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Chinese Artillery?

Discussions on all aspects of China, from the beginning of the First Sino-Japanese War till the end of the Chinese Civil War.
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Chinese Artillery?

Postby Gaijinaho on 02 Jun 2006 04:29

Hi Guys,
What were the Chinese using for artillery by 1942? I read in other posts on the board that they had some 88's, some Russian 122mm Howitzers and 76mm guns, but what about other weapons? Did they use other German artillery?
Thanks, gaijinaho
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Re: Chinese artillery

Postby asiaticus on 02 Jun 2006 11:08

They probably had guns from just aboot everywhere. I have accumulated this list:

HIH 62/37mm Twin-barrel Gun (Holland)

Vickers-Armstrong 60/44mm Twin-barrel Gun (UK)

Vickers-Armstrong 70/25mm Twin-barrel Gun (UK)
Skoda 70/37mm Twin-barrel Gun (Czechoslovakia)

Bofors 75/47mm Twin-barrel Gun (Sweden)
Bofors 81/37mm Twin-barrel Gun (Sweden)


Type 44 75mm Mountain Gun (China)
Schneider 75mm Mountain Gun (France)
Bofors 75mm Mountain Gun (Sweden)
Krupp 75mm Mountain Gun (Germany)

Bofors 75mm Field Gun (Sweden)
Type 38 75mm Field Gun (Japan)
75mm Field Gun (USA)
75mm Field Gun (Italy)
Schneider 75mm Field Gun (France)
Krupp 75mm Field Gun (Germany)

76mm Field Gun (Soviet)

Krupp 77mm Field Gun (Germany)

Type 41 77.7mm Field Gun (China)

18-pound Mrk. IV Field Gun (UK)
18-pound Mrk. V Field Gun (UK)


Chinese forces had purchased Schneider 105mm mle 19 Mountain Guns during the Civil Wars and by the KMT in the mid 1930s as it built up its military.

Type 14 10cm Cannon (China)
Type 14 10cm Howitzer (China)

Type 14 12cm Howitzer (China)
Type 38 12cm Howitzer (Japan)
12cm Howitzer (Soviet)

Type 14 15cm Howitzer (China)
Rheinmetall 15cm Howitzer (Germany)

They did have some heavier German feid artillery:

From a post on CDF by leonard
Posted: Jun 14 2005, 08:50 AM :

The Chinese used the German 10.5cm 1.FH18 and 15cm sFH 18.

There were a total of 44 sFH 18 (48 ordered, 44 received), equipped by the independent 10th and 14th artillery regiments. They played an important part in the victory of the 3rd Battle of Changsha.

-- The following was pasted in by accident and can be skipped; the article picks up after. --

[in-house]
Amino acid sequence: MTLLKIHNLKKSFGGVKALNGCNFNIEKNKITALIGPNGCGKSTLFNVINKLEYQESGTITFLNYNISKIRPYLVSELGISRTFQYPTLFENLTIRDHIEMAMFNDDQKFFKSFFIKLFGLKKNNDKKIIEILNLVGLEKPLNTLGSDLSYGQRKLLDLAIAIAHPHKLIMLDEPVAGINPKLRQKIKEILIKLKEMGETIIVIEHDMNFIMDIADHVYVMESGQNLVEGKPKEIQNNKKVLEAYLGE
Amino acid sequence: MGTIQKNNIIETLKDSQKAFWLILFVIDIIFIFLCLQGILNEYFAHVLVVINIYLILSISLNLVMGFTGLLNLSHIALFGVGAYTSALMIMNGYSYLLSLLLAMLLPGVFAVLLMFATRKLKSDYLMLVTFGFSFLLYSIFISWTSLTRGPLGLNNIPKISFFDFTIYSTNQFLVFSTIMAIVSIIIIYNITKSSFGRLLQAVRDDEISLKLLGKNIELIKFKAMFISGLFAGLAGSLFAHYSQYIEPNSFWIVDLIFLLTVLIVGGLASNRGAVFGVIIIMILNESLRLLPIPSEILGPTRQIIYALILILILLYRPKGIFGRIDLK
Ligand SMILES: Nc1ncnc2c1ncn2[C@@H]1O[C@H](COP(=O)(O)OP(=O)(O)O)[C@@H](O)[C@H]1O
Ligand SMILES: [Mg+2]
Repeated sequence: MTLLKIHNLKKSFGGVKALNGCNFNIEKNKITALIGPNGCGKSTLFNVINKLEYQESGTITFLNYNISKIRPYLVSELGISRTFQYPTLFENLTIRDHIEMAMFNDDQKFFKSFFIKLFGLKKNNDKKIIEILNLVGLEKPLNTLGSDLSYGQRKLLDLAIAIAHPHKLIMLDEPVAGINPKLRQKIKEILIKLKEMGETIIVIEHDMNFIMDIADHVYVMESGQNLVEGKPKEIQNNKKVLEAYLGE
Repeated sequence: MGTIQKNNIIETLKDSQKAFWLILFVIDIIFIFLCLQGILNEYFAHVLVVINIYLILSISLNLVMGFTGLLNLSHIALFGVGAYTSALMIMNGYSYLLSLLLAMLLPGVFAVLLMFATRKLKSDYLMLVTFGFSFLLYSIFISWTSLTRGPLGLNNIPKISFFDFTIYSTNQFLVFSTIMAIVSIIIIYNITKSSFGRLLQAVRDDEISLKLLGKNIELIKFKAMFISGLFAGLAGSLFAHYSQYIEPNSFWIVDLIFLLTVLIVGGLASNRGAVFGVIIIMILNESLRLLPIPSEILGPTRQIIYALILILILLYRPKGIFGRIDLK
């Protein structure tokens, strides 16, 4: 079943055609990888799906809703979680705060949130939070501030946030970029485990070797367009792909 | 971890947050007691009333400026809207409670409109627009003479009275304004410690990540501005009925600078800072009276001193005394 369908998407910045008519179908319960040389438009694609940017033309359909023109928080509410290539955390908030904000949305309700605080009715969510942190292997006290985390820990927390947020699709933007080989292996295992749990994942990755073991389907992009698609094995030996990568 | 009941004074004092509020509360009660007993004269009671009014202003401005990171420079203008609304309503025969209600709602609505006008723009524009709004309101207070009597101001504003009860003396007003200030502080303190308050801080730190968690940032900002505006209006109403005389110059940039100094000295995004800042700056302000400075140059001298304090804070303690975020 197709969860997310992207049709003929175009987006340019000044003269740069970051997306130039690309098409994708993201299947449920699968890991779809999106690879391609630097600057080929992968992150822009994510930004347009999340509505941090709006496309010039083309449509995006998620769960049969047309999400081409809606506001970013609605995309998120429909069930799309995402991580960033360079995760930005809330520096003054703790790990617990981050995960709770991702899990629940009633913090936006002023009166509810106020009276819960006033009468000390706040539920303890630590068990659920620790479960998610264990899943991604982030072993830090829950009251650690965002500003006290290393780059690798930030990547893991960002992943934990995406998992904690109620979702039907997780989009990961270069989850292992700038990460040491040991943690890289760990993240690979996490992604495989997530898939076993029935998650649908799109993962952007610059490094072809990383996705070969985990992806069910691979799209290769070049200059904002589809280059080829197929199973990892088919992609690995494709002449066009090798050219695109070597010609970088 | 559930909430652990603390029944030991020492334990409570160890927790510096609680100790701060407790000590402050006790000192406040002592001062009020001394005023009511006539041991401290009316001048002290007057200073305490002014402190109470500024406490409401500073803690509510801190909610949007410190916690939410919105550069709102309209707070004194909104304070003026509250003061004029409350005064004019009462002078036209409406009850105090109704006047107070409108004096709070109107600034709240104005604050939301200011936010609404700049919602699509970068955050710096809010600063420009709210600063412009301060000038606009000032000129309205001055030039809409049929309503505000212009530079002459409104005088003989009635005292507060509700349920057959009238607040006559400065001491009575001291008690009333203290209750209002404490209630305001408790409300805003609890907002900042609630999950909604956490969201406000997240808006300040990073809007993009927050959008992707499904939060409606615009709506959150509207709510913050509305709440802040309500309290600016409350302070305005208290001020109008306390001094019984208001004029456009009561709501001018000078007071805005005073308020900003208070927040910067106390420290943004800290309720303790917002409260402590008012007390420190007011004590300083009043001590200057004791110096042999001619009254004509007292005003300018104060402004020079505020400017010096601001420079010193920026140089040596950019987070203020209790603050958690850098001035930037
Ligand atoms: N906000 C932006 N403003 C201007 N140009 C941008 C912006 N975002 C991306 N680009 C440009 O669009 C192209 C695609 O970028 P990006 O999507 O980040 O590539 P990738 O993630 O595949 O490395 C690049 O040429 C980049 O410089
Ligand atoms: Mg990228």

The I.FH18 equipped the independent 10th and 13th artillery regiments. It is assumed there were about 48 pieces imported.

Source: Army Weapons during the War of Resistance: Field Artillery


They had a lot of home grown mortars too, to use in place of artillery that they could not get from outside after 1939.

83mm Infantry Mortar (China)
150mm Infantry Mortar (China)
240mm Infantry Mortar (China)

and some foreign ones:

Rheinmetall 81mm Infantry Mortar (Germany)
Brant 81mm Infantry Mortar (French)
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Chinese Artillery

Postby Gaijinaho on 03 Jun 2006 03:41

Thanks Asiaticus. I shudder to think of how they managed/tried to manage to provide ammunition and parts for that varied artillery park. Must have been a logistical nightmare.
Later, Bill
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Use of the artillery by the Chinese.

Postby asiaticus on 03 Jun 2006 09:24

From what I have read it seems CKS hoarded the artillery park he had after the 1938 reorganization only allocatng them sparingly, such as the 1st Brigade at 1st Changsha, or a regiment with 5th Army in Burma in 1942-44. Nearly nearly all the oobs I am seeing have artillery assigned at the War area level, with the exception of Burma. Mostly it seems they were using mortars at the lower command levels.

They seem to have had Heavy Mortar Regiments of 12 mortars 150mm or 240mm I would guess.

In the Western Hupei Campaign (EarlyMay - Mid June, 1943) the Chinese had a 4th Heavy Mortar Regiment with the River Defense Force.

In 1944, 20th Army in Burma had the first big allocation of artillery I have seen:

- Artillery Command
-- 7th Artillery Regiment (24 guns)
-- 10th Artillery Regiment (12 guns)
-- 21st Artillery Regiment (22 guns )
-- 2nd Heavy Mortar Regiment (12 mortars)
-- 49th AAA Regiment (elements 24 guns)
-- 41st AAA Regiment (elements 5 guns)

I imagine it was because they actually had adequate supplies of ammo.
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Chinese Artillery

Postby Gaijinaho on 05 Jun 2006 04:13

The book "Eagle Dragon Alliance:America's Relations with China in World War II" ( Wesley Bagby,University of Delaware Press, 1992) states on P. 49 "General Ho Ying-Chin said that China was self-sufficient in the production of rifles, machine guns, antitank guns, and trench mortars, and even produced a few light artillery pieces."
The next paragraph says that the government was afraid of spending money, because increased production might raise inflation. Further, it was estimated (by Sun Fo) that China's wartime indusry produced far less than it could have, only about 10-20 per cent.
I don't know quite what to make of that. Was the economy that shattered?
Later, Gaijinaho
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re: Use of the artillery by the Chinese.

Postby asiaticus on 08 Jun 2006 03:47

Maybe the government officialdom and suppliers were that corrupt.
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